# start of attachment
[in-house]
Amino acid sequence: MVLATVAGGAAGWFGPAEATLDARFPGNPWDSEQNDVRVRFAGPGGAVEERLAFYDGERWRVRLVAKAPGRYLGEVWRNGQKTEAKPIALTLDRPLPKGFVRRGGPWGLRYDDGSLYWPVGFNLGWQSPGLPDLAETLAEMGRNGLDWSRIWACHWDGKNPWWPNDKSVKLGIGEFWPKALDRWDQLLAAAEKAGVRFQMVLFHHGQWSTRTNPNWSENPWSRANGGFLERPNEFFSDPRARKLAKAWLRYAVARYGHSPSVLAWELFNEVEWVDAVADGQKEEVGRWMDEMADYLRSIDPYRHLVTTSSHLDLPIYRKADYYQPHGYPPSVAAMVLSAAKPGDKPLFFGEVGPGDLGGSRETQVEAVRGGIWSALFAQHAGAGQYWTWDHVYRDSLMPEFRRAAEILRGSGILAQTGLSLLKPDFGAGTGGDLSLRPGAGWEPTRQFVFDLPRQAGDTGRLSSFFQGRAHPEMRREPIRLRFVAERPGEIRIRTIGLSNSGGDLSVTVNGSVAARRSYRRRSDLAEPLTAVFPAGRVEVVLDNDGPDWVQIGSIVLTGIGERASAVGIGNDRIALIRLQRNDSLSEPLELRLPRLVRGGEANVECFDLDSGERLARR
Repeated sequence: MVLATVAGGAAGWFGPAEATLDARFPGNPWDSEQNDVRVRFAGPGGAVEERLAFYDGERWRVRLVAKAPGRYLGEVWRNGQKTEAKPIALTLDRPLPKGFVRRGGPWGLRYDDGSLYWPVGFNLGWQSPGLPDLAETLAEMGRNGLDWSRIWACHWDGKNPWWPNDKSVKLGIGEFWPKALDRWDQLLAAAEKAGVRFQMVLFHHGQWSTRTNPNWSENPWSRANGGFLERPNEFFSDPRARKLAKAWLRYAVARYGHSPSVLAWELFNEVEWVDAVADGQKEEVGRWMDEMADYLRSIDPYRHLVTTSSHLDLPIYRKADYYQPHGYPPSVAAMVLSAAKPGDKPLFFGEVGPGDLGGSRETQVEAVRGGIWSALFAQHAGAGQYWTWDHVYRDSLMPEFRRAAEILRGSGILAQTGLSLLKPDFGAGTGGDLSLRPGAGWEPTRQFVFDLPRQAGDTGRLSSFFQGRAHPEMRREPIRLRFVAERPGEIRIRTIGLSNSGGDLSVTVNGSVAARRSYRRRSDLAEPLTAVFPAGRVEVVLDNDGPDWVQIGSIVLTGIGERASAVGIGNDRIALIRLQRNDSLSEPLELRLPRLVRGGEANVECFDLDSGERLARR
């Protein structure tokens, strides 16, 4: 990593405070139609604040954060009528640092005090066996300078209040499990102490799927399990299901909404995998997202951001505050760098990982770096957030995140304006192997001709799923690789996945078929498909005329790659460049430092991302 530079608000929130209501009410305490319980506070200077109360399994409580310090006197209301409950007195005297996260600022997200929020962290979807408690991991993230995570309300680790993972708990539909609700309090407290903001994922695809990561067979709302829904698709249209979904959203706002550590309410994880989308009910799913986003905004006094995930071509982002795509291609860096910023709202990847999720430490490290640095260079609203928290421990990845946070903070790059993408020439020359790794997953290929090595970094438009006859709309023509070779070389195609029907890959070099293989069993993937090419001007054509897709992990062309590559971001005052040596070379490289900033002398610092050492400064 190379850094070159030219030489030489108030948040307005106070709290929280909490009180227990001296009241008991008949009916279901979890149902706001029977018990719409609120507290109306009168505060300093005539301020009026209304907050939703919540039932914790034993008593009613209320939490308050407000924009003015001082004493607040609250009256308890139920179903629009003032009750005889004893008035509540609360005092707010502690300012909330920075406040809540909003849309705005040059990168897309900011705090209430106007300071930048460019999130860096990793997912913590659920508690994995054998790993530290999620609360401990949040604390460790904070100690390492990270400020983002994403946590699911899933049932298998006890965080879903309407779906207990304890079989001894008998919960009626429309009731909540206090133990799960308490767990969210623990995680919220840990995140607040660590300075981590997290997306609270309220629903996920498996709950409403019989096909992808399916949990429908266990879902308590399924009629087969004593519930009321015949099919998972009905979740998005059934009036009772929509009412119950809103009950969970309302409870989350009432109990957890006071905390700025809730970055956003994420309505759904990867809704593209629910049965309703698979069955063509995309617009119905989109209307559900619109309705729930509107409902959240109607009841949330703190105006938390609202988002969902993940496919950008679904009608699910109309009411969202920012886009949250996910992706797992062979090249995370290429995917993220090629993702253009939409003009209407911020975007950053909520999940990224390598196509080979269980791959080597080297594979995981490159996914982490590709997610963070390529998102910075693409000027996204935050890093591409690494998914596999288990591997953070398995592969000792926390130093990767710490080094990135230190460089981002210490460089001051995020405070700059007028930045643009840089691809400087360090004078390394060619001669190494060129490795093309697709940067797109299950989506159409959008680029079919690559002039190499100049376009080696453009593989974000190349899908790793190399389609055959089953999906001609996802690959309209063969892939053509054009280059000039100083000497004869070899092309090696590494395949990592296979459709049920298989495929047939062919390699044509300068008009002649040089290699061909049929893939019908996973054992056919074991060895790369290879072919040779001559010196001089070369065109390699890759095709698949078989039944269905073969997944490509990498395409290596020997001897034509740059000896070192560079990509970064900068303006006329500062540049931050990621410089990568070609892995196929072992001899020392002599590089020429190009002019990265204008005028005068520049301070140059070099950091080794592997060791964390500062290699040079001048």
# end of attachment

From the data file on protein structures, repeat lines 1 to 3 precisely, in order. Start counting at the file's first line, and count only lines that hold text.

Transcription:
[in-house]
Amino acid sequence: MVLATVAGGAAGWFGPAEATLDARFPGNPWDSEQNDVRVRFAGPGGAVEERLAFYDGERWRVRLVAKAPGRYLGEVWRNGQKTEAKPIALTLDRPLPKGFVRRGGPWGLRYDDGSLYWPVGFNLGWQSPGLPDLAETLAEMGRNGLDWSRIWACHWDGKNPWWPNDKSVKLGIGEFWPKALDRWDQLLAAAEKAGVRFQMVLFHHGQWSTRTNPNWSENPWSRANGGFLERPNEFFSDPRARKLAKAWLRYAVARYGHSPSVLAWELFNEVEWVDAVADGQKEEVGRWMDEMADYLRSIDPYRHLVTTSSHLDLPIYRKADYYQPHGYPPSVAAMVLSAAKPGDKPLFFGEVGPGDLGGSRETQVEAVRGGIWSALFAQHAGAGQYWTWDHVYRDSLMPEFRRAAEILRGSGILAQTGLSLLKPDFGAGTGGDLSLRPGAGWEPTRQFVFDLPRQAGDTGRLSSFFQGRAHPEMRREPIRLRFVAERPGEIRIRTIGLSNSGGDLSVTVNGSVAARRSYRRRSDLAEPLTAVFPAGRVEVVLDNDGPDWVQIGSIVLTGIGERASAVGIGNDRIALIRLQRNDSLSEPLELRLPRLVRGGEANVECFDLDSGERLARR
Repeated sequence: MVLATVAGGAAGWFGPAEATLDARFPGNPWDSEQNDVRVRFAGPGGAVEERLAFYDGERWRVRLVAKAPGRYLGEVWRNGQKTEAKPIALTLDRPLPKGFVRRGGPWGLRYDDGSLYWPVGFNLGWQSPGLPDLAETLAEMGRNGLDWSRIWACHWDGKNPWWPNDKSVKLGIGEFWPKALDRWDQLLAAAEKAGVRFQMVLFHHGQWSTRTNPNWSENPWSRANGGFLERPNEFFSDPRARKLAKAWLRYAVARYGHSPSVLAWELFNEVEWVDAVADGQKEEVGRWMDEMADYLRSIDPYRHLVTTSSHLDLPIYRKADYYQPHGYPPSVAAMVLSAAKPGDKPLFFGEVGPGDLGGSRETQVEAVRGGIWSALFAQHAGAGQYWTWDHVYRDSLMPEFRRAAEILRGSGILAQTGLSLLKPDFGAGTGGDLSLRPGAGWEPTRQFVFDLPRQAGDTGRLSSFFQGRAHPEMRREPIRLRFVAERPGEIRIRTIGLSNSGGDLSVTVNGSVAARRSYRRRSDLAEPLTAVFPAGRVEVVLDNDGPDWVQIGSIVLTGIGERASAVGIGNDRIALIRLQRNDSLSEPLELRLPRLVRGGEANVECFDLDSGERLARR